News Mandy Rice-Davies and Christine Keeler

Author believes desire not to upset royals is reason documents are still under wraps

Christina Patterson: Why we can't resist a little dice with death

They need a ‘gap year’ because they’ve barely been allowed past their front door

Like father, like son: Prince Edward's Australian gaffe

It's another royal blunder Down Under. Seven years after his father marked a visit to Australia by asking an aborigine if he was still "throwing spears", Prince Edward has sparked fresh controversy by saying that the death of a teenager during a Duke of Edinburgh Award expedition could encourage other children to take part in the scheme.

Duke of Edinburgh voices concerns over village life

The Duke of Edinburgh has delivered a damning assessment of country life, claiming villages are now simply populated by commuters and traditional shops have lost out to large retail centres.

Outbreak 1939, Imperial War Museum, London

Seventy years on from the outbreak of the Second World War, the Imperial War Museum remembers a country with little sense of the suffering to come

Manchester airport terminal relaunched after £50m facelift

An airport terminal which underwent a £50 million revamp based on recommendations from psychologists was officially relaunched today.

Honours: Royal Victorian Order

Hit & Run: Love you, Bunnikins

To find that Carla Bruni calls President Sarkozy by the nickname chouchou ("little cauliflower") is endearing, if only because it's hard to imagine Sarah Brown doing the same – no matter how much of a legume we may think her husband. Nicknames perform a humanising function: they give grim, unsmiling public figures a cute counter-identity, just as stern teachers in junior school are given nicknames to subvert their awful authority.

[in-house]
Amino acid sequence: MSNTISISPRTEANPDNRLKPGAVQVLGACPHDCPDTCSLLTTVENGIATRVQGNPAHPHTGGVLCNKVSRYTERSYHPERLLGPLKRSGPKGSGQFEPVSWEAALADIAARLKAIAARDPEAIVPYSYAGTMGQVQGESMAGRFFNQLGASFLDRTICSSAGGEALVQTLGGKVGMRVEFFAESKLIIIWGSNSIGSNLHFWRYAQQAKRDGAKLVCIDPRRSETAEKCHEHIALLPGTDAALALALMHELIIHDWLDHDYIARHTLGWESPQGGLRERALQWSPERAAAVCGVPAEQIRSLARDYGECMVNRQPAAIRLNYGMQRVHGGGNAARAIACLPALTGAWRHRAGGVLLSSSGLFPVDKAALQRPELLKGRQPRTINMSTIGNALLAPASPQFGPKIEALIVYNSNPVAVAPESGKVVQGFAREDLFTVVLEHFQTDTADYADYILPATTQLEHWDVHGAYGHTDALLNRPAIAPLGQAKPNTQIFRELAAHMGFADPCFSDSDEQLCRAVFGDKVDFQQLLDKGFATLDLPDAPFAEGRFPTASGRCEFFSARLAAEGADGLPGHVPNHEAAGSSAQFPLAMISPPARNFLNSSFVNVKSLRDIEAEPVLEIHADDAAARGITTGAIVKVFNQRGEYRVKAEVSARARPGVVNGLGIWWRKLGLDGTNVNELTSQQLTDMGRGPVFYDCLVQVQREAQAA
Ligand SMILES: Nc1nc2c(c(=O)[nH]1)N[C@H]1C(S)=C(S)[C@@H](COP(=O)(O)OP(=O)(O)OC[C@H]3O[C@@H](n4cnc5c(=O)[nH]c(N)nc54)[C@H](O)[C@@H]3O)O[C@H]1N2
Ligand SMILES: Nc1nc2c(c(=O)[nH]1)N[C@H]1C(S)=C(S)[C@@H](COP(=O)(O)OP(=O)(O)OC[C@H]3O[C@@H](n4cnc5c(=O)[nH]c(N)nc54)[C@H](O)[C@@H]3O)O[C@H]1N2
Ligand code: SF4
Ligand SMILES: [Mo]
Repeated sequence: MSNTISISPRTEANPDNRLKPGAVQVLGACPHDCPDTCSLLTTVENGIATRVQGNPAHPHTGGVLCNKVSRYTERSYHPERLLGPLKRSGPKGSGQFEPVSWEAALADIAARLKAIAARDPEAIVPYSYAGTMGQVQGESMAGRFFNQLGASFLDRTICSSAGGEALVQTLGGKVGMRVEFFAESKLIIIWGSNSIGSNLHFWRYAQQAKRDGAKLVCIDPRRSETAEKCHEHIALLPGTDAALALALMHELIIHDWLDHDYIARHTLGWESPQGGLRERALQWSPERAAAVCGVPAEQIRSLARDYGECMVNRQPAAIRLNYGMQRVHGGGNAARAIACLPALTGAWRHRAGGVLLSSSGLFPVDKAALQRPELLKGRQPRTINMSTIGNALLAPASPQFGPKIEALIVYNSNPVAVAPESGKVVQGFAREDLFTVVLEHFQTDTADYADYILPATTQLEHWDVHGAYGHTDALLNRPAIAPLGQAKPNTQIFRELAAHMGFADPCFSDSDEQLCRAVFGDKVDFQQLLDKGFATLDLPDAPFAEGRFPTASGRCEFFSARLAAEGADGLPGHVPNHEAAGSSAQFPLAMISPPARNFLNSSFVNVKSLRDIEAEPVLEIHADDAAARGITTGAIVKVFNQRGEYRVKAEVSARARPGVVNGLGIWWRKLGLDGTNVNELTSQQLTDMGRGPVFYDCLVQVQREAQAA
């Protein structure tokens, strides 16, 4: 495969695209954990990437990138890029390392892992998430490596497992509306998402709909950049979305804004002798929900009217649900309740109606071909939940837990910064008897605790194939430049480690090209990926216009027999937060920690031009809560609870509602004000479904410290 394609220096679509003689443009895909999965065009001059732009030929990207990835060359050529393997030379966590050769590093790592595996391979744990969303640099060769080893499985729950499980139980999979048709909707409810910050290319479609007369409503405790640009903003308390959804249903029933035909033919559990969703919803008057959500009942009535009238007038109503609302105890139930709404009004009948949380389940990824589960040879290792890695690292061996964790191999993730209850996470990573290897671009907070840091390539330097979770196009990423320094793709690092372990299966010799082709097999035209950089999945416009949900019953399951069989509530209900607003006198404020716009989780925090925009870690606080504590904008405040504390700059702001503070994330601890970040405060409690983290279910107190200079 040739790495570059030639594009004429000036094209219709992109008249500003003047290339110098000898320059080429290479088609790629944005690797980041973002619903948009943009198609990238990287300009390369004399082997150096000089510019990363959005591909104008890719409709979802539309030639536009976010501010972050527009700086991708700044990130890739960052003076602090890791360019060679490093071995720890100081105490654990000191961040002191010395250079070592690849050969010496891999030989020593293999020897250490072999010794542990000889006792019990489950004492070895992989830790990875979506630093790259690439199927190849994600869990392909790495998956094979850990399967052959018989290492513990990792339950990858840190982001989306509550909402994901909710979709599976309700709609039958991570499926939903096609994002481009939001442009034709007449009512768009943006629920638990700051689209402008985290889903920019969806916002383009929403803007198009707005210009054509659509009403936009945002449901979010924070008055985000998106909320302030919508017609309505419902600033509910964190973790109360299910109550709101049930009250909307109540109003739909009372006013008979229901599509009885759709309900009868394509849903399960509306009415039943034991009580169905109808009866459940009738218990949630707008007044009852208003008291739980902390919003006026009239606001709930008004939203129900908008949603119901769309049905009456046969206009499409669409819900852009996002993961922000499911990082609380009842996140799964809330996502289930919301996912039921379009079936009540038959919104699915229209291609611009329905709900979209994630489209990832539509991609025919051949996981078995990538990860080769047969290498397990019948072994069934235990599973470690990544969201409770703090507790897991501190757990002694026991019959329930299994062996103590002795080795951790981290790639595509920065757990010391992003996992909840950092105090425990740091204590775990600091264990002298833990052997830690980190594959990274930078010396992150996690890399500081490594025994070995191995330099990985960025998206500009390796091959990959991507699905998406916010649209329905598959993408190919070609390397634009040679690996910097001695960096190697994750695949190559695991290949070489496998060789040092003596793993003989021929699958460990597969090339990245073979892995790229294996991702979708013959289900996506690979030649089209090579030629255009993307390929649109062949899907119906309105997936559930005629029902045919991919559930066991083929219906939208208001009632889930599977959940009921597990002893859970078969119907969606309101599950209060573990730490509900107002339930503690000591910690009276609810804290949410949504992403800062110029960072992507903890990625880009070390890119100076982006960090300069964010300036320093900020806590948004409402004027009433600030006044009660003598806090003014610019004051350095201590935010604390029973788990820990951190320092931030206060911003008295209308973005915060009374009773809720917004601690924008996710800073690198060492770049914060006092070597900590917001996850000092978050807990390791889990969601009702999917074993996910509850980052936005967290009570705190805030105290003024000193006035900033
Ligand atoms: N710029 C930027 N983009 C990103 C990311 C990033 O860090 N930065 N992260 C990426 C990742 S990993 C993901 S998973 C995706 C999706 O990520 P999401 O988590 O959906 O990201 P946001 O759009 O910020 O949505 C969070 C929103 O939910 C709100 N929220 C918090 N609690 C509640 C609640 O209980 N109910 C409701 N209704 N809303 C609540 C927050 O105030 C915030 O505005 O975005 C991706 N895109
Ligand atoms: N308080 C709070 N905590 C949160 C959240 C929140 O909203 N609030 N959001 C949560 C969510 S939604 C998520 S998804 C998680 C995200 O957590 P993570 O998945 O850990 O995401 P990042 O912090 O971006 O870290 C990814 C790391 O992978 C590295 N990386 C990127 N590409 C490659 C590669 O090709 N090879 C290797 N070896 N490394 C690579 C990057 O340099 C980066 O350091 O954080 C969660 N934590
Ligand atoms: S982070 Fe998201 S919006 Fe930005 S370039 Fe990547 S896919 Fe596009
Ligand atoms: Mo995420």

The martyrs of Amritsar

After 90 years and a long campaign, the victims of a British atrocity in a holy city are being recognised as martyrs and freedom fighters by the Indian government

Robin Scott-Elliot: Memo to PM... More dodgy sporting dossiers, please

The Last Work: Let's invade Argentina... Denis was furious with that Maradona chap

Brave new world: Traditional classrooms, lessons - and even homework - have been expelled

Tony Blair's vision of academies as innovative and free from state control became a reality last week.

QE2 runs aground on final trip home

The QE2 ran aground today heading into its home port for the final time.

James Orr: Private secretary to Prince Philip

James Orr was Private Secretary to the Duke of Edinburgh from 1957 to 1970. The two had first met as pupils at Gordonstoun in Scotland in the 1930s where Orr, who had dropped out of Harrow, became head boy or, in the Platonic idiom adopted by the school's founder, Kurt Hahn, "Guardian". Orr always remembered the younger boy for his friendliness, sense of fun, complete lack of swankiness, particularly where his royal relations were concerned, and his "white, white hair".

When the children leave home

The prelude to your child leaving for university can be so stressful it may even seem like a relief when they finally go. But then the truth hits you. They aren’t coming home. Shirley Mann shares her experience

Philip cancer report is untrue, says Palace

Buckingham Palace today dismissed a report that the Duke of Edinburgh has received a diagnosis of prostate cancer.

Ben Summerskill: Pink, proud – and now recognised with posh gongs